Many people don't really understand what a shackle reversal actually does. We all know it moves the shackle to the rear, but many don't understand why. The basic theory behind it is that it allows the axle to move backwards over bumps, making the whole motion smoother.
On a spring with some arch, the leaf spring will "grow" as it compresses, like so:
Under normal circumstances this would force the axle forward into the obstacle. This image shows how the axle travels with the shackle in the front. The axle is forced forward into the obstacle making the whole motion rough.
However when the shackle is relocated the spring "grows" towards the frame moving the axle rearward. This image would be like your typical shackle reversal system:
Since the axle travels backward it helps reduces some of the shock, as the whole motion is more natural.
However this all changes when running springs that are basically flat.
If the leaf spring is flat, it starts out at its longest point, therefore it will always shrink as it compresses or droops. In this instance the axle will travel rearward when it goes over an obstacle.
Ok so it would seem this is a no-brainer modification, right? Not exactly. Shackle reversal changes the way the Jeep behaves quite a bit. With shackle reversal, when braking the Jeep will have a tendency to nose dive harder than a Jeep with forward shackle setup. When you apply the brakes the axle will be under a rearward force, forcing the springs to compress, amplifying the nose dive. Shackle reversal may also cause interference issues with the body. As the springs compress, the tire be forced backward towards the body, instead of away from it like in a forward shackle configuration.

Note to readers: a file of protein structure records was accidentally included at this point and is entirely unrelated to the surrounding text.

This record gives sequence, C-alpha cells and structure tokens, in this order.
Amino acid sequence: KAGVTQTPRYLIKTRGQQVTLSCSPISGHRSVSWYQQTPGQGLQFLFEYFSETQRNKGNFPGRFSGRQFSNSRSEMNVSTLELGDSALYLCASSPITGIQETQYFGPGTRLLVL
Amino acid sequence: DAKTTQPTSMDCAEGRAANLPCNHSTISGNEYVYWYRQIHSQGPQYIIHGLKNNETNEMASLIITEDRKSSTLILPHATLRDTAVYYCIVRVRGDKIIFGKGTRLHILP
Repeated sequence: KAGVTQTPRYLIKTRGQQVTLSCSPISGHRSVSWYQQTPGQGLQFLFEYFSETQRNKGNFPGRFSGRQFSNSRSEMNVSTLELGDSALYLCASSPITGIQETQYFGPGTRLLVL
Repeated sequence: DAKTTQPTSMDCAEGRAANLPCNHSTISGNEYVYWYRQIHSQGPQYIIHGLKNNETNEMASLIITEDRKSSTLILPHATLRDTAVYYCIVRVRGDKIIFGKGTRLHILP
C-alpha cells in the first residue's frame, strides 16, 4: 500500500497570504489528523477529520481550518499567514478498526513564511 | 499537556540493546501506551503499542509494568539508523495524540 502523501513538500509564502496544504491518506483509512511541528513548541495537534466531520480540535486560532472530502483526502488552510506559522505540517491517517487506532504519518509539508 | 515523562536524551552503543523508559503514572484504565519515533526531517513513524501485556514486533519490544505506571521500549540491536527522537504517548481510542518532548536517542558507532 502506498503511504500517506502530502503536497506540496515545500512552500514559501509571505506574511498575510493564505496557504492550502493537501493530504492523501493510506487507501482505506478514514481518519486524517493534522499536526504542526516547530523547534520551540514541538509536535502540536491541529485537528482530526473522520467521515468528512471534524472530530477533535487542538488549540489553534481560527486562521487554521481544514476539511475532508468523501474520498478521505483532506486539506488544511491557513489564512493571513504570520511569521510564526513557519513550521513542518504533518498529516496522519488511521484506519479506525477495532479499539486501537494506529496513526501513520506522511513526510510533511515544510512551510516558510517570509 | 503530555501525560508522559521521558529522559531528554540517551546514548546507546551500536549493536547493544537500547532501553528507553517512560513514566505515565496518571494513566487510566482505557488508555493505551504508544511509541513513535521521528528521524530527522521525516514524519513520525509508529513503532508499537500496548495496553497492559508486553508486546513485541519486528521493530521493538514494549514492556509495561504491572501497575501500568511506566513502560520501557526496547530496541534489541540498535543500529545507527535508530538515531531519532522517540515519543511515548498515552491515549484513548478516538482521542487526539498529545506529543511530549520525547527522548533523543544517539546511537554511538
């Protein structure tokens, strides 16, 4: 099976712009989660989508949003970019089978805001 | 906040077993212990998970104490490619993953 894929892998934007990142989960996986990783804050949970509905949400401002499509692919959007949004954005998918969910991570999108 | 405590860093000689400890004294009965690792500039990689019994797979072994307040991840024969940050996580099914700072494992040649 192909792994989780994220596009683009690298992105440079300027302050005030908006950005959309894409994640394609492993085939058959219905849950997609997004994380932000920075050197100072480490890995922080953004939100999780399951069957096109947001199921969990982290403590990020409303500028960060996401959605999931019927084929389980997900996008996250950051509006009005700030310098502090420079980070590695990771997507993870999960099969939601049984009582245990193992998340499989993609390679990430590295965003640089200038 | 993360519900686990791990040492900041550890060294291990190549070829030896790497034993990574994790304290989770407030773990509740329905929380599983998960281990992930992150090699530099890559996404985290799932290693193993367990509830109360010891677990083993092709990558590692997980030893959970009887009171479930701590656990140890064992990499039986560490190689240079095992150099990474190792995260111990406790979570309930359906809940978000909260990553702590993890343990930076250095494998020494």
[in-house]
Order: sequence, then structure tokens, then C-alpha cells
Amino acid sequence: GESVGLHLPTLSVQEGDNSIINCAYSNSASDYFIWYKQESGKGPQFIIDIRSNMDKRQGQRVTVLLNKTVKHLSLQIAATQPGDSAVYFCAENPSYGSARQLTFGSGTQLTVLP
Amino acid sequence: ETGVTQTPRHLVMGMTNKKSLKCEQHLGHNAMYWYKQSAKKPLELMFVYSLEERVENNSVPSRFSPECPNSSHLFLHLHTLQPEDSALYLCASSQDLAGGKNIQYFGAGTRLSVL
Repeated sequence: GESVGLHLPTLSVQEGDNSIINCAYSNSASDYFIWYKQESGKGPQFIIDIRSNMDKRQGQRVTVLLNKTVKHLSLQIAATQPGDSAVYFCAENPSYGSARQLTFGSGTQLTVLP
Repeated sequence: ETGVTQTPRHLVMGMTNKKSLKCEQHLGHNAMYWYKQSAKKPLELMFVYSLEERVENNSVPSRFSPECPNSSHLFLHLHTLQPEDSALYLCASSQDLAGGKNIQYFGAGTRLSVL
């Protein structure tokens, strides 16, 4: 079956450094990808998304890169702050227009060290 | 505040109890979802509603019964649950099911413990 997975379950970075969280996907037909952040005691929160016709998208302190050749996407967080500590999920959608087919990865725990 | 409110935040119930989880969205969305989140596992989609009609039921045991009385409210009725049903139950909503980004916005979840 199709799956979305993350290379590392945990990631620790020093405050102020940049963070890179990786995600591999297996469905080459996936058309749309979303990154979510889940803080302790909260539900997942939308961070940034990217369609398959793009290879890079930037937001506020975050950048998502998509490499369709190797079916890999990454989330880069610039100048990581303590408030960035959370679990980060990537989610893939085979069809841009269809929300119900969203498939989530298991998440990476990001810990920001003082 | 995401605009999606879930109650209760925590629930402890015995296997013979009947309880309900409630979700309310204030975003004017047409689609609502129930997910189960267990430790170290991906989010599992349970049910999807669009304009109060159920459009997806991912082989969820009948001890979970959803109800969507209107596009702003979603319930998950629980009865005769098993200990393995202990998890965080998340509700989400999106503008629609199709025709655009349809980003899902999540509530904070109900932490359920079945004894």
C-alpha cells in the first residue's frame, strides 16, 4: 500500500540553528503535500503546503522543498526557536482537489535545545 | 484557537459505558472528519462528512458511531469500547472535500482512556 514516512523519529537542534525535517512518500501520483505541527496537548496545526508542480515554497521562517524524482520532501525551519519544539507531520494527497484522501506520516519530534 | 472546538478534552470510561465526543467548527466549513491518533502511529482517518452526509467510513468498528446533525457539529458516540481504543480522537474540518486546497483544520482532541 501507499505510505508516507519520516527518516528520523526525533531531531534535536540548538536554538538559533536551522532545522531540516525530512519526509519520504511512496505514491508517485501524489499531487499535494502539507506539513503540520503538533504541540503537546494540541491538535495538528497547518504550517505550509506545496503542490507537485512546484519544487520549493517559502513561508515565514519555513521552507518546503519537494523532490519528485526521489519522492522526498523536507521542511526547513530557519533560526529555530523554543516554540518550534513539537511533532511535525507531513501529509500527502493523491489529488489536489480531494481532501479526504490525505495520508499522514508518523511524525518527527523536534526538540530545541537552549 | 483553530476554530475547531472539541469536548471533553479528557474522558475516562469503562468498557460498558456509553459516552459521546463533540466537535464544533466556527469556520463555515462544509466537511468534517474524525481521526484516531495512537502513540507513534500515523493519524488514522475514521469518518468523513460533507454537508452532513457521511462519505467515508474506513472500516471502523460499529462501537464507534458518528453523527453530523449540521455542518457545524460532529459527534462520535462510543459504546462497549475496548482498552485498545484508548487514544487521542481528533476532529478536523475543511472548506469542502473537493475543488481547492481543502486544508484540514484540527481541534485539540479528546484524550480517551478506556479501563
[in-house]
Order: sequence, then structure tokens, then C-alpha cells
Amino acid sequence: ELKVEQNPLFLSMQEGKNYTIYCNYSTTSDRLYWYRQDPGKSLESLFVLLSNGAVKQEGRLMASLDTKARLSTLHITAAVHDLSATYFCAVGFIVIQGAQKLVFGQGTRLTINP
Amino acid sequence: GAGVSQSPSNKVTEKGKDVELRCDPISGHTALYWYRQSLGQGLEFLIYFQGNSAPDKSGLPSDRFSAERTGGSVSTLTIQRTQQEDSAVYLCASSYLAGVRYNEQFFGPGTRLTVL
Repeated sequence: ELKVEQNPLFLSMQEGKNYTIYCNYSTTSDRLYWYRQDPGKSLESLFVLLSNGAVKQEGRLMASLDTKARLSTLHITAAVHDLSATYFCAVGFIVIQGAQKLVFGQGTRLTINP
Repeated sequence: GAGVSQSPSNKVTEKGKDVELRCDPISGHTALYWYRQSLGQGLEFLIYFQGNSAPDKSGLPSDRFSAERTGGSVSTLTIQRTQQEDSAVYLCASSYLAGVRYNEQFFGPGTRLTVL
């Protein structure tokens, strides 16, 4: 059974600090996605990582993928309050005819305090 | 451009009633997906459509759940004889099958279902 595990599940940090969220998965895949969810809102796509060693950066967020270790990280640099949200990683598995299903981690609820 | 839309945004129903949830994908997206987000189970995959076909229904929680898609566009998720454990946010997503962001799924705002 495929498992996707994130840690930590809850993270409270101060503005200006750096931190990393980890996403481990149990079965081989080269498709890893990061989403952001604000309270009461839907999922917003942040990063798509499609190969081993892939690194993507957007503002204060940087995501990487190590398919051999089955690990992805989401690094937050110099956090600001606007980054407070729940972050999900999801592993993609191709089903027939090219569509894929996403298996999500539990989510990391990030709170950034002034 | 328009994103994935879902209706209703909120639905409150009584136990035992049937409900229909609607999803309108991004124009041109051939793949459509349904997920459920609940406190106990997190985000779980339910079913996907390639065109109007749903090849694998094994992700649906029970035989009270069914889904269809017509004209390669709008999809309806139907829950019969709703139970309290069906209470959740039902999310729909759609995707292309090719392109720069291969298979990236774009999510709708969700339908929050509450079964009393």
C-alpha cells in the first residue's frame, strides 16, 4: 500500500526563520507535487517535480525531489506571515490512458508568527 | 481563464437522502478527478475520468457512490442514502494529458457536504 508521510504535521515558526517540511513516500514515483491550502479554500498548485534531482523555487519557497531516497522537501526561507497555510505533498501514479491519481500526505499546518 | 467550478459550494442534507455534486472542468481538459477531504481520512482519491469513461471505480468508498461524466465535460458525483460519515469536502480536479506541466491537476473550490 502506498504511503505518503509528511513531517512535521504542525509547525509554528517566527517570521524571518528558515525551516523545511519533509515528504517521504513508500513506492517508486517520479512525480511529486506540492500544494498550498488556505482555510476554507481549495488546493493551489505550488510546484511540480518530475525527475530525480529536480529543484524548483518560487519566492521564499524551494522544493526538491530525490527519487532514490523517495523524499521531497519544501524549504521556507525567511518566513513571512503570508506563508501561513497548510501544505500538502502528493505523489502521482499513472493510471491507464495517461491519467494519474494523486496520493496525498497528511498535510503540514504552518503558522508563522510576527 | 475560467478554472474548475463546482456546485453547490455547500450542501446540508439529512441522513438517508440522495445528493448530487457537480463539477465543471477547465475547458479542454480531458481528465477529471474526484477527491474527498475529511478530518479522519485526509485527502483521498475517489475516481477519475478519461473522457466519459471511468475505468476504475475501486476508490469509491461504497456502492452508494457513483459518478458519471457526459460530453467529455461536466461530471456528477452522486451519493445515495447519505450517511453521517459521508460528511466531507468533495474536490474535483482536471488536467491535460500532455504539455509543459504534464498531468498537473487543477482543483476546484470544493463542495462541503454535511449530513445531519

A new front driveshaft is usually required too with shackle reversal. The issue is getting a driveshaft with enough travel. On a stock setup, as the front compresses, the driveshaft compresses, but at the same time you have the shackle moving the axle forward. Same thing again on extension, as the axle droops, extending the driveshaft but under normal circumstances the axle is moving rearward when drooping. However with a shackle reversal driveshaft travel is amplified. As the suspension compresses, the driveshaft is forced to compress, but the axle is also moving rearward now so the driveshaft is forced to compress even more.
A shackle reversal setup does make it difficult to bend springs. With a shackle forward setup if the shackle hits something it can be forced rearward, bending the spring, like so:
Shackle reversal does eliminate this problem.
As with any modification there are pros and cons. Best to read up and consider everything before jumping into a shackle reversal.
© Copyright 2006 - 2024 Mike Lee